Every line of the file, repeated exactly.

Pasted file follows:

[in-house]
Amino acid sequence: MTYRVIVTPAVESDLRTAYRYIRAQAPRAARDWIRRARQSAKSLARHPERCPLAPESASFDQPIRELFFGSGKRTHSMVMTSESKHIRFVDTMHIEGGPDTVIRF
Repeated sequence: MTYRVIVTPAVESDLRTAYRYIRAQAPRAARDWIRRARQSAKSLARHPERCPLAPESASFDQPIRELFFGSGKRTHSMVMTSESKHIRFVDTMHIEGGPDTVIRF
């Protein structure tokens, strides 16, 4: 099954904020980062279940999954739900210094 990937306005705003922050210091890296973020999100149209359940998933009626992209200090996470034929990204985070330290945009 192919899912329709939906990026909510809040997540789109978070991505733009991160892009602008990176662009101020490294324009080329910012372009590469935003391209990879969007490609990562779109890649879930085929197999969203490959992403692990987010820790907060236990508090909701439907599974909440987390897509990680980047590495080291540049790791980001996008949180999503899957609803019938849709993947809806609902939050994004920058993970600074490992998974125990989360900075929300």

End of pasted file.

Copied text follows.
[in-house]
Amino acid sequence: MTYRVIVTPAVESDLRTAYRYIRAQAPRAARDWIRRARQSAKSLARHPERCPLAPESASFDQPIRELFFGSGKRTHSMVMTSESKHIRFVDTMHIEGGPDTVIRF
Repeated sequence: MTYRVIVTPAVESDLRTAYRYIRAQAPRAARDWIRRARQSAKSLARHPERCPLAPESASFDQPIRELFFGSGKRTHSMVMTSESKHIRFVDTMHIEGGPDTVIRF
């Protein structure tokens, strides 16, 4: 099954904020980062279940999954739900210094 990937306005705003922050210091890296973020999100149209359940998933009626992209200090996470034929990204985070330290945009 192919899912329709939906990026909510809040997540789109978070991505733009991160892009602008990176662009101020490294324009080329910012372009590469935003391209990879969007490609990562779109890649879930085929197999969203490959992403692990987010820790907060236990508090909701439907599974909440987390897509990680980047590495080291540049790791980001996008949180999503899957609803019938849709993947809806609902939050994004920058993970600074490992998974125990989360900075929300």